A new? table compression technique for LR parsers

Torben Mogensen <torbenm@diku.dk>
7 May 1998 16:50:43 -0400

          From comp.compilers

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A new? table compression technique for LR parsers torbenm@diku.dk (Torben Mogensen) (1998-05-07)
Re: A new? table compression technique for LR parsers vmakarov@cygnus.com (Vladimir N. Makarov) (1998-05-12)
Re: A new? table compression technique for LR parsers paulmann@thegrid.net (Paul Mann) (1998-05-15)
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From: Torben Mogensen <torbenm@diku.dk>
Newsgroups: comp.compilers
Date: 7 May 1998 16:50:43 -0400
Organization: Compilers Central
Keywords: parse, yacc

While toying with LR parsing, I stumbled on a simple idea for table
compression in LR parsers. A brief search of literature did not reveal
any previous mention of the methods, so it may be new. If you have
heard about it before, please tell me.

The idea is that two states in the parse table can be joined if for
each symbol (terminal or nonterminal) they either have the same action
or one of them has an error action. When joining the states, the first
case yields the common action and the second case yields the non-error
action. An example (taken from The Dragon Book) is

                    | id + * ( ) $ | E
                0 | s3 s2 | 1
                1 | s4 s5 acc|
                2 | s3 s2 | 6
                3 | r4 r4 r4 r4|
                4 | s3 s2 | 7
                5 | s3 s2 | 8
                6 | s4 s5 s9 |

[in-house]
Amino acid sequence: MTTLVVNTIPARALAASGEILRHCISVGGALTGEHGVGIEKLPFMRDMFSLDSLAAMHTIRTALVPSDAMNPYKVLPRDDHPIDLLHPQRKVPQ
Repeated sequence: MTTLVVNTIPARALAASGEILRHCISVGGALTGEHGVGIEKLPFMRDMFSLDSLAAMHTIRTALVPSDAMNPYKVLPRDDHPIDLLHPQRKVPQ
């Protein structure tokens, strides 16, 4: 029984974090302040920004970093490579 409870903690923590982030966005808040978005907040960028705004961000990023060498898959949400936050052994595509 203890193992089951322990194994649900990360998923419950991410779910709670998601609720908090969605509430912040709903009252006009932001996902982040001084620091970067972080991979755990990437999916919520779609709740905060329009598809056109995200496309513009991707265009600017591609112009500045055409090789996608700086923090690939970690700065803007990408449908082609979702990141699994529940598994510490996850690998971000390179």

7 | r1 s5 r1 r1|
                8 | r2 r2 r2 r2|
                9 | r3 r3 r3 r3|

We can combine:

    0, 1 and 6 to a new state 0,
    2 and 3 to a new state 1,
    4 and 7 to a new state 2,
    5 and 8 to a new state 3,
    9 to a new state 4.

This gives

                    | id + * ( ) $ | E
                0 | s1 s2 s3 s1 s4 acc| 0
                1 | s1 r4 r4 s1 r4 r4| 0
                2 | s1 r1 r1 s1 r1 r1| 2
                3 | s1 r2 r2 s1 r2 r2| 3
                4 | r3 r3 r3 r3|

Obviously, a parser using the new table will take non-error actions
where it should have reported an error. This problem is solved by
letting reduce actions check that the stack actually contains the
correct symbols. Since all reductions done by the parser are correct
reductions, you can only get correct parses.

The problems with this methods are:

  1) You detect errors later than you would using a traditional LR

  2) You need to store the grammar symbols on the stack and check these
        on reductions.

On the other hand, you save a lot of space. Experiments (by hand) with
small parse tables (from chapter 4 in The Dragon Book) yield around
50% compression and I expect it will be better with large tables,
which tends to be sparser than small tables.

If (as is commonly done) precedence declarations are used to eliminate
conflicts, you must be careful about nonassoc declarations, as these
can replace one or more actions by an error action (left and right
associative declarations only eliminate comflicts, so they are no
problem). If, by joining states, we replace the error action
introduced by the nonassoc declaration by a non-error action, we might
accept associative uses of the operator in question. This can be
solved by letting nonassoc declarations introduce a special kind of
error action that can not be merged with a non-error action.

                Torben Mogensen (torbenm@diku.dk)

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